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Marketing by the Books

Accountant Needs to Learn How to Identify Potential Clients and Sell His Services

June 17, 1998|KAREN E. KLEIN | SPECIAL TO THE TIMES

Richard Tarango is a former Internal Revenue Service tax auditor with degrees in accounting and social services. Two years ago, he quit his job to become a full-time caretaker for an elderly relative and concentrate on developing a small business as a bookkeeper and tax preparer.

But his home-based business has not progressed to the level he had expected. In fact, he has managed to earn only a tiny, seasonal income at it and found that he must rely on his elderly aunt to provide his modest living expenses.

Tarango, 40, applied for a Business Make-Over as a last-ditch attempt to make a go of his business.

"I wanted to get some ideas on how to improve my marketing skills and increase my clientele," he said. "I had tried other options, but nothing else worked."

Tarango believes his major problem lies in marketing his services. He is good with numbers and enjoys working with them, has mastered the two most popular bookkeeping software programs on the market and, because he speaks Spanish, believes he could provide a valuable resource to the many Latino-owned small businesses in his Montebello neighborhood and in nearby East Los Angeles.

If he could attract about 10 small-business clients who would hire him to handle their monthly financial statements, accounts payable and receivable, and payroll, Tarango said, he would have an adequate year-round income. To round out his business, he said, he would like to attract 20 to 30 additional tax clients.

But it is finding clients and convincing them that they should hire him that has Tarango stymied.

"I have always lacked marketing skills," he said. "I worked with a marketing consultant for a while, but the results were extremely poor."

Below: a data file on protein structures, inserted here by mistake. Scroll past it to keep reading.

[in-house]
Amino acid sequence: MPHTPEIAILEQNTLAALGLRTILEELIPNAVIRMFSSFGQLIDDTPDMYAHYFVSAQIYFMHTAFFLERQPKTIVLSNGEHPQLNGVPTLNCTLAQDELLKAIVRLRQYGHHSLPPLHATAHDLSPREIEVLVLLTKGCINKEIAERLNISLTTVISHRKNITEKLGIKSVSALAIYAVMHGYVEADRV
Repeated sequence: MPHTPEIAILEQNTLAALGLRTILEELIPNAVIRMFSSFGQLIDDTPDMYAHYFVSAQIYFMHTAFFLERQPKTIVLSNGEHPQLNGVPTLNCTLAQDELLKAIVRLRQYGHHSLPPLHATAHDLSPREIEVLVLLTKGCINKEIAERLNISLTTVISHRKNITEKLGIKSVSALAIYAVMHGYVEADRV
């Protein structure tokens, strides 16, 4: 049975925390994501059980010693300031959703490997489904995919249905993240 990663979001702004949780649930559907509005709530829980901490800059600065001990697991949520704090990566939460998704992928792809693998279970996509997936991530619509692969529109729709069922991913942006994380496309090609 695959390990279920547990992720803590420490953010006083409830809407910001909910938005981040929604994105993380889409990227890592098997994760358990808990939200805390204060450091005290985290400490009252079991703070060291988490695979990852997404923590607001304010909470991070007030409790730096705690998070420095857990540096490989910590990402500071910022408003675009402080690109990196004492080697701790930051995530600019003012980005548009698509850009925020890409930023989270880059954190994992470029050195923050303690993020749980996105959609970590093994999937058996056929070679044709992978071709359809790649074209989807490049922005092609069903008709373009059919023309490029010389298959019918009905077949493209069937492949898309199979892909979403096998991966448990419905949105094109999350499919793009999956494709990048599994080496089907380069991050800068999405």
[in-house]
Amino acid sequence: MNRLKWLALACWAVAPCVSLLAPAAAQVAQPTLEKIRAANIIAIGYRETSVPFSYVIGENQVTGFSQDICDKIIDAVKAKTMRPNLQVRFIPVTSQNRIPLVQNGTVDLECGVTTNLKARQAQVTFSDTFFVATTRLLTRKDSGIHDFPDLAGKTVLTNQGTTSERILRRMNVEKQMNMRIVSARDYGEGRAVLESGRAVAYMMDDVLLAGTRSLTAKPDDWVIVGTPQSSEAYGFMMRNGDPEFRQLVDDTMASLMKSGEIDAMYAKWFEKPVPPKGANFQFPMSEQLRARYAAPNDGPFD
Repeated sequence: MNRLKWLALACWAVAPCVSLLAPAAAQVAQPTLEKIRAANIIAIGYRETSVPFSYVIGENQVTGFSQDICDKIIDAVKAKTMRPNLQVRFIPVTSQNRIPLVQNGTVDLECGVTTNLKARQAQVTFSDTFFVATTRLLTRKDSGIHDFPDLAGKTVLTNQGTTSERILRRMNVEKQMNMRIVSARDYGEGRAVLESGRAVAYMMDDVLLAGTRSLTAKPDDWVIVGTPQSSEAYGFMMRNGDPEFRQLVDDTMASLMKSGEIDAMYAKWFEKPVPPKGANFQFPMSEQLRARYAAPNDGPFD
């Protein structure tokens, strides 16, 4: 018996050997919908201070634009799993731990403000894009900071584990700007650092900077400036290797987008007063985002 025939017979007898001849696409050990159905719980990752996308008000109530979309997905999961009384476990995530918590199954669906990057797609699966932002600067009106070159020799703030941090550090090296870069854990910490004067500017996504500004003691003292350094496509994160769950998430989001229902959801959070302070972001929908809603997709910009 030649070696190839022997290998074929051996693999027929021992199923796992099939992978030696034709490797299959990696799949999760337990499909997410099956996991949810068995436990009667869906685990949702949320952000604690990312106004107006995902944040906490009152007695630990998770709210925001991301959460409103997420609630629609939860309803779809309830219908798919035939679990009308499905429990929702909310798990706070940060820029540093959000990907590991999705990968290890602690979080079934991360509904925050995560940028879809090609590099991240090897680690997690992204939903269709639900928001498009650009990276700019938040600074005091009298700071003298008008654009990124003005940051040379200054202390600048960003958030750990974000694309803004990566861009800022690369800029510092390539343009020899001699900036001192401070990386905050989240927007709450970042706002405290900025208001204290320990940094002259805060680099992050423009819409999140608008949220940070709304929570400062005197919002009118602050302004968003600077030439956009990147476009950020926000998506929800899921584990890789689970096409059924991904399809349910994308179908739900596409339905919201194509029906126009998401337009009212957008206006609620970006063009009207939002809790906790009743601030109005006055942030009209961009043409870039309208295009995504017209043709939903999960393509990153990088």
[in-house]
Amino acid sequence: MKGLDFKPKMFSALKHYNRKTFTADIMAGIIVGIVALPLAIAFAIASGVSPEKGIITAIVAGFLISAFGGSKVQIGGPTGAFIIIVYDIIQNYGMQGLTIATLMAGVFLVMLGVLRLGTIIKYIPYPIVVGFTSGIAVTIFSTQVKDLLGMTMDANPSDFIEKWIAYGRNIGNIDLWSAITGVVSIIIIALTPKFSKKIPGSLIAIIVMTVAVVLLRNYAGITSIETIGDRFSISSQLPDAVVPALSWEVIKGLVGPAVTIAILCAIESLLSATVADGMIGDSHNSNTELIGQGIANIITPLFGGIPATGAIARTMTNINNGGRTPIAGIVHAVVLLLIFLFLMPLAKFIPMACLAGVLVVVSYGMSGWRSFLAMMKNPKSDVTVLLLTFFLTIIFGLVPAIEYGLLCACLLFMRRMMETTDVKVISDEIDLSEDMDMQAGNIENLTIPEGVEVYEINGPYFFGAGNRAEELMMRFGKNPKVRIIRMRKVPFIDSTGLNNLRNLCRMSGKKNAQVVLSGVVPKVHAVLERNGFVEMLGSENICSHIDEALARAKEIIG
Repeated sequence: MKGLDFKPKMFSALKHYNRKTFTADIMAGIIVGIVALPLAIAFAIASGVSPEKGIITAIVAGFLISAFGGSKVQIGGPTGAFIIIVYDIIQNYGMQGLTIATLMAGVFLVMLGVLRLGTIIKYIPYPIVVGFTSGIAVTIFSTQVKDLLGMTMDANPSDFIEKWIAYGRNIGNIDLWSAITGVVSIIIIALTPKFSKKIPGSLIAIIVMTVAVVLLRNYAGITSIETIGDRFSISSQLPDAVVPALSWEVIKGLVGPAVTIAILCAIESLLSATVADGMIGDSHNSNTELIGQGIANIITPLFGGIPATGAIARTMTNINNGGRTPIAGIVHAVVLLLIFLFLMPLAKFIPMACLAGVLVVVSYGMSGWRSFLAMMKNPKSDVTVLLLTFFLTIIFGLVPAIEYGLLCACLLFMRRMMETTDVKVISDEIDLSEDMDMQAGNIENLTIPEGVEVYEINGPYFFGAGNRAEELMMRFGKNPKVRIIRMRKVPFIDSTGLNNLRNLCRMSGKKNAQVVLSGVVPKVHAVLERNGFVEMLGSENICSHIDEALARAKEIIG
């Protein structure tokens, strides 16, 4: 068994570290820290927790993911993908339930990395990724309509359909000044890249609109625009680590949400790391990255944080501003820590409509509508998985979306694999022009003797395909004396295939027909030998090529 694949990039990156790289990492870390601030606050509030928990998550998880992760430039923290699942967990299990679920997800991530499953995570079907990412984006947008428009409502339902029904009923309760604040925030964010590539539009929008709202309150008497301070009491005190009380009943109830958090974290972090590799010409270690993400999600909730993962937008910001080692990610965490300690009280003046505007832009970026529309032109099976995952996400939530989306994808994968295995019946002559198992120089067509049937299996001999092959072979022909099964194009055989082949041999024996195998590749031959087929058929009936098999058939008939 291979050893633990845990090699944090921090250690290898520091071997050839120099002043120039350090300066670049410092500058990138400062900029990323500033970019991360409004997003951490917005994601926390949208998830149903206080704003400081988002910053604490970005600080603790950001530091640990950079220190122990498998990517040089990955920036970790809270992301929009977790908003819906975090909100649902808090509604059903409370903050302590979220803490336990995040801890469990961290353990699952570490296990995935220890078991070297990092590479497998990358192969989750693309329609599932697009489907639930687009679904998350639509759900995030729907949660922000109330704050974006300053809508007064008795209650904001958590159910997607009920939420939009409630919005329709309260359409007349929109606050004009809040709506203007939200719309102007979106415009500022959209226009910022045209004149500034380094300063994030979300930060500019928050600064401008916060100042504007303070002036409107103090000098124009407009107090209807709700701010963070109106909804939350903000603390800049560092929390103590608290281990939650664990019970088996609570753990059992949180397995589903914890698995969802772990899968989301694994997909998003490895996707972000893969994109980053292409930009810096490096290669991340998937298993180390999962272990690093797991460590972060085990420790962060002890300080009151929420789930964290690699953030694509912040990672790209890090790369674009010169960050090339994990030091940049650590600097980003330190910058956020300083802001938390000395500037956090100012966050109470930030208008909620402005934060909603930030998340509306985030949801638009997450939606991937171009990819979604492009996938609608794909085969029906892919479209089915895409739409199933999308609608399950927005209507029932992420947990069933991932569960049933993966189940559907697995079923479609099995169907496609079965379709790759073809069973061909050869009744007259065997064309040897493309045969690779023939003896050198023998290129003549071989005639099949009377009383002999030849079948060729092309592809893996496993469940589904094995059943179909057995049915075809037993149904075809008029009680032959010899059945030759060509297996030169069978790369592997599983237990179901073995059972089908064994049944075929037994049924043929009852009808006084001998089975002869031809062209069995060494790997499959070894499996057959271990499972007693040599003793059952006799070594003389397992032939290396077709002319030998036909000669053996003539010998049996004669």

A lack of natural ability to market oneself is a great impediment to making a small business successful, said Derrell Ness, the entrepreneur-in-residence for the award-winning Small Business Institute at Cal State Fullerton, where Tarango's business was analyzed.

"When you are in business for yourself, you are selling every minute of every day, whether it's during a formal sales call or not. You are always in a position to sell the credibility of yourself and your company," said Ness, whose Los Alamitos-based company, NSA Distribution, distributes point-of-sale hardware and software for retailers.

"When you work for somebody else--say you're an accountant for Price Waterhouse--you are loaded with credibility before you ever walk in a client's door or open your mouth. When you have your own company, you have to carry all that on your own shoulders."

Ness and the director of the Small Business Institute, professor Michael Ames, joined forces with 20 students in the Small Business Management class to meet with Tarango and prepare suggestions for how he could make his business viable.

The group first tackled the marketing issue. They recommended that to improve his personal marketing skills, Tarango take advantage of some of the low-cost marketing courses offered by community colleges, business-networking groups and the Small Business Administration's small-business development centers.

Tarango gets new clients mostly from word-of-mouth referrals--a great way to bring in new customers, Ames said. Each spring, Tarango sends reminder cards to his current tax clients that offer them a 10% discount on their tax-preparation fees if they bring in a new client.

But personal referrals typically do not generate enough business to make a fledgling company stable. Tarango has placed advertisements in the yellow pages and La Opinion newspaper, but they didn't generate enough response to justify the expense, he said.

He's also sent direct-mail fliers to his neighbors, new homeowners and new businesses in ZIP Codes that are along convenient bus routes, since he doesn't drive.

But while the idea of appealing to new businesses was a good one, Ames said he isn't surprised that approach didn't work.

"It strikes me as bad timing," he said. "A new business will not be ready to make decisions about bookkeeping until they get established and begin to grow a bit. At the time when they are filing their DBA [doing-business-as] statements, most of them don't even know they will need a bookkeeper, and very few of them would have the money on hand to hire one even if they did."

He suggested that instead of targeting brand-new businesses, Tarango send his marketing materials to business owners and appeal to those who are unhappy with the prices they are paying or with the wait for their financial reports.

Ames said Tarango should revise his fliers so they target specific types of businesses, such as small retail shops or dry cleaners. He recommended that Tarango purchase marketing database software such as D&B MarketPlace or buy lists from direct-mail brokers who charge by the unit, which might be more economical.

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